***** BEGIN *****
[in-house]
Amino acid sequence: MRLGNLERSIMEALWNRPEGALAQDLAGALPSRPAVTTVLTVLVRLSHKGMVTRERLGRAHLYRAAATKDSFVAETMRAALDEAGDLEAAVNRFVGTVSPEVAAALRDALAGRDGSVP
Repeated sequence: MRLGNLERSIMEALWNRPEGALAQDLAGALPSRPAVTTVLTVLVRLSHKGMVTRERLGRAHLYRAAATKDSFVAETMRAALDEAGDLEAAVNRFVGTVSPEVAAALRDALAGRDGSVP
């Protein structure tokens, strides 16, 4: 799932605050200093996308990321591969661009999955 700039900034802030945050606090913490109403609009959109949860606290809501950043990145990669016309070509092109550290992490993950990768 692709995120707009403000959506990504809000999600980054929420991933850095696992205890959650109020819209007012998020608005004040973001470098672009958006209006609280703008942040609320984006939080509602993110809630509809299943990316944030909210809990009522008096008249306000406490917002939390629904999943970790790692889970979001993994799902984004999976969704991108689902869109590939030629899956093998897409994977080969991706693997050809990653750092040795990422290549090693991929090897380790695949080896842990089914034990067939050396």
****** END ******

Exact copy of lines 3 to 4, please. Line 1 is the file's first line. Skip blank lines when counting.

Repeated sequence: MRLGNLERSIMEALWNRPEGALAQDLAGALPSRPAVTTVLTVLVRLSHKGMVTRERLGRAHLYRAAATKDSFVAETMRAALDEAGDLEAAVNRFVGTVSPEVAAALRDALAGRDGSVP
């Protein structure tokens, strides 16, 4: 799932605050200093996308990321591969661009999955 700039900034802030945050606090913490109403609009959109949860606290809501950043990145990669016309070509092109550290992490993950990768 692709995120707009403000959506990504809000999600980054929420991933850095696992205890959650109020819209007012998020608005004040973001470098672009958006209006609280703008942040609320984006939080509602993110809630509809299943990316944030909210809990009522008096008249306000406490917002939390629904999943970790790692889970979001993994799902984004999976969704991108689902869109590939030629899956093998897409994977080969991706693997050809990653750092040795990422290549090693991929090897380790695949080896842990089914034990067939050396």